For example well intervention and side track

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Unformatted text preview: Mackenzie, 1999). As indicated earlier, there is also the possibility of phenomena occurring that are out with management control so-called “acts of god”. Spencer and Morgan (1998) refer to such acts as “train wrecks”. They define a “train wreck” to be an exceptional event that is not accounted for in the analysis. In a mature field, an example of a train wreck is the reaction of Greenpeace to the decommissioning of the Brent Spar. There are also still significant investment decisions to be made. For example, well intervention and side track decisions. For these and other production decisions, it is evident from the examples above that companies ought to use decision analysis techniques with probabilistic input acknowledging the risks and uncertainties that remain. By selecting a single value, Mobil were ignoring other probable outcomes for each project variable (data which are often vital to the investment decision as they pertain to the risk and uncertainty of the project) implying a certainty which does not exist. Spencer and Morgan (1998) describe the application probabilistic techniques to production forecasting using the choke model (figure 5.13) in BP. This model considers the reservoir, wells, facilities and export decisions as a system analogous to a pipeline with various chokes restricting flow. Each “choke” is a probability distribution of either production or efficiency. These individual distributions are then combined by Monte Carlo simulation. It is usually assumed that all the distributions are independent. The authors recognise that, in practice, this is often not the case and they highlight the need for this issue to be addressed. Using probabilistic techniques for production decisions explicitly recognises the inherent uncertainty in the input parameters. The authors claim that using these methods has reduced the gap between actual and predicted outcomes. 123 Reservoir potential Well capacity Facilities limits Export system Figure 5.13: Choke model (source: Spencer and Morgan, 1998) This section has provided an indication of the way the tools identified in this chapter can be used together. Since their use together is resource-intensive, the approach that is suggested in figure 5.12 would only be appropriate for investment decisions that require “significant” capital expenditure. This is a relative measure, for example, a small petroleum company might regard the investment needed to acquire seismic data as “significant” (figure 5.1), whereas for a large company, the sums involved only become “significant” when it is considering whether to develop the field (figure 5.1) (Section 6.3 of Chapter 6). Variations of the approach summarised in figure 5.12 could also be used in other industries with a similar business environment to the oil and gas industry, for example, the pharmaceutical or aerospace industries. In these businesses, the investment decisions are similar in scale to the oil industry, also cha...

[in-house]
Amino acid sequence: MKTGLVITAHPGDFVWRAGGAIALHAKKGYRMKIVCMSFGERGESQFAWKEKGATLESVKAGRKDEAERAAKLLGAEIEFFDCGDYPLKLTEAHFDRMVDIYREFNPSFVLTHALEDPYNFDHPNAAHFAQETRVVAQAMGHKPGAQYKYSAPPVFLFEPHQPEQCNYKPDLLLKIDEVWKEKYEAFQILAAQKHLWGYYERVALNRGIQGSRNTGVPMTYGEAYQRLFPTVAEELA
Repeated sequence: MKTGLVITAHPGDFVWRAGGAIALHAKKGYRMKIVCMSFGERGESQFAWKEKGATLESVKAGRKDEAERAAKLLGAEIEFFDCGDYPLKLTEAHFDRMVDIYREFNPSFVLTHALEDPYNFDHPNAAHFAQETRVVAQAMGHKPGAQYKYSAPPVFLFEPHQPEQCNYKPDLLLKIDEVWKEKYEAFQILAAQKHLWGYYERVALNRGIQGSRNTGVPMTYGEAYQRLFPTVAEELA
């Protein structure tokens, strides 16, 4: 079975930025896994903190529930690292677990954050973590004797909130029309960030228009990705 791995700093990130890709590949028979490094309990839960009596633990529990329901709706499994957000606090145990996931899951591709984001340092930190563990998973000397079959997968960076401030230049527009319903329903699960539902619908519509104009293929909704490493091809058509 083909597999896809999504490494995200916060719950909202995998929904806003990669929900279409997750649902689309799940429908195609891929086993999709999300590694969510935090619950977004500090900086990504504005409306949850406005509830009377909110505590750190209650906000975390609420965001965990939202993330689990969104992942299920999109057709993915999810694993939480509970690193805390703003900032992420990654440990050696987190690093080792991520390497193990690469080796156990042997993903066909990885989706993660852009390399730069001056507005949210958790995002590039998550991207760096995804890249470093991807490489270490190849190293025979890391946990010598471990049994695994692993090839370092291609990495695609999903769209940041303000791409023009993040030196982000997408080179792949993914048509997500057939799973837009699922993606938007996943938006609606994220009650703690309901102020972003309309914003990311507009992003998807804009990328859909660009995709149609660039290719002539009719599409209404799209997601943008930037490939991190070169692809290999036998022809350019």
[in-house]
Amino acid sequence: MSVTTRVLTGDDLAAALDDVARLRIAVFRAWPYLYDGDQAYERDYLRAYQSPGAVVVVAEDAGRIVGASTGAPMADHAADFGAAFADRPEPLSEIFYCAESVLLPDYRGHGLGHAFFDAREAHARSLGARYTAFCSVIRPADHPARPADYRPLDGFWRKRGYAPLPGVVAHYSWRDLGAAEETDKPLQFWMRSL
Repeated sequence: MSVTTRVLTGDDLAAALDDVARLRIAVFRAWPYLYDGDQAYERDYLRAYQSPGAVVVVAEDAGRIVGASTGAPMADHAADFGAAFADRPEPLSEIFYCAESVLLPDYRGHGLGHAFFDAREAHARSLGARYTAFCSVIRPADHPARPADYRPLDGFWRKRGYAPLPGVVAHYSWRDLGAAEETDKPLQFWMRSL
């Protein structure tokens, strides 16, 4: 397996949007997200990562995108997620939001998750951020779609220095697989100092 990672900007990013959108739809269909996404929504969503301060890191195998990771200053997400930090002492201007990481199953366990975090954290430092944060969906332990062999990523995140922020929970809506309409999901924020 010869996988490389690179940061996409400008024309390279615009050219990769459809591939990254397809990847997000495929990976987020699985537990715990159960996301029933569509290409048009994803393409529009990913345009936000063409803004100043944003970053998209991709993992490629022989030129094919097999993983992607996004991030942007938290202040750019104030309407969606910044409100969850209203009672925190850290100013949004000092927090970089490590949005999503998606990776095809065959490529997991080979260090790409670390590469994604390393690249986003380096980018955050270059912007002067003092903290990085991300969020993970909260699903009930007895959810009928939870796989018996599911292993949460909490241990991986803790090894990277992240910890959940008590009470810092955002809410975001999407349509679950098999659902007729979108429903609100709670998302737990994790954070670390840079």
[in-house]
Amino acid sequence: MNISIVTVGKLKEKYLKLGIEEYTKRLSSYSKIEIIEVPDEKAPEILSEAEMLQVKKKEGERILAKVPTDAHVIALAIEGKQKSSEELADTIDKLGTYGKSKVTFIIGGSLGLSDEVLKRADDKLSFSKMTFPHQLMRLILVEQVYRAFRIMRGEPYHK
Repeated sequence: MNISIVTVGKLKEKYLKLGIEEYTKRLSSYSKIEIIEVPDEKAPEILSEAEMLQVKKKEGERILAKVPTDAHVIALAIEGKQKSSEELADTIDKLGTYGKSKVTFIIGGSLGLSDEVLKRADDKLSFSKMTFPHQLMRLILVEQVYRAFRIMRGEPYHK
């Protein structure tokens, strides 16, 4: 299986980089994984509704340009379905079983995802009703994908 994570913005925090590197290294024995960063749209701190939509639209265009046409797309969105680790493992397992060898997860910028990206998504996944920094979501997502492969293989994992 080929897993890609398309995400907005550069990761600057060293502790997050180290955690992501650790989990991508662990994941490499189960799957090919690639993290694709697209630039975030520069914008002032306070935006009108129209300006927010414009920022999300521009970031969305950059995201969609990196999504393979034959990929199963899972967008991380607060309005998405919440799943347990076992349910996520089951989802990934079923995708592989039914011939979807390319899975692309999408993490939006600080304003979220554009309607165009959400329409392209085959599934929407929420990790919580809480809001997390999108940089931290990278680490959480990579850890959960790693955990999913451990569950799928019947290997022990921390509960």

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This document was uploaded on 03/30/2014.

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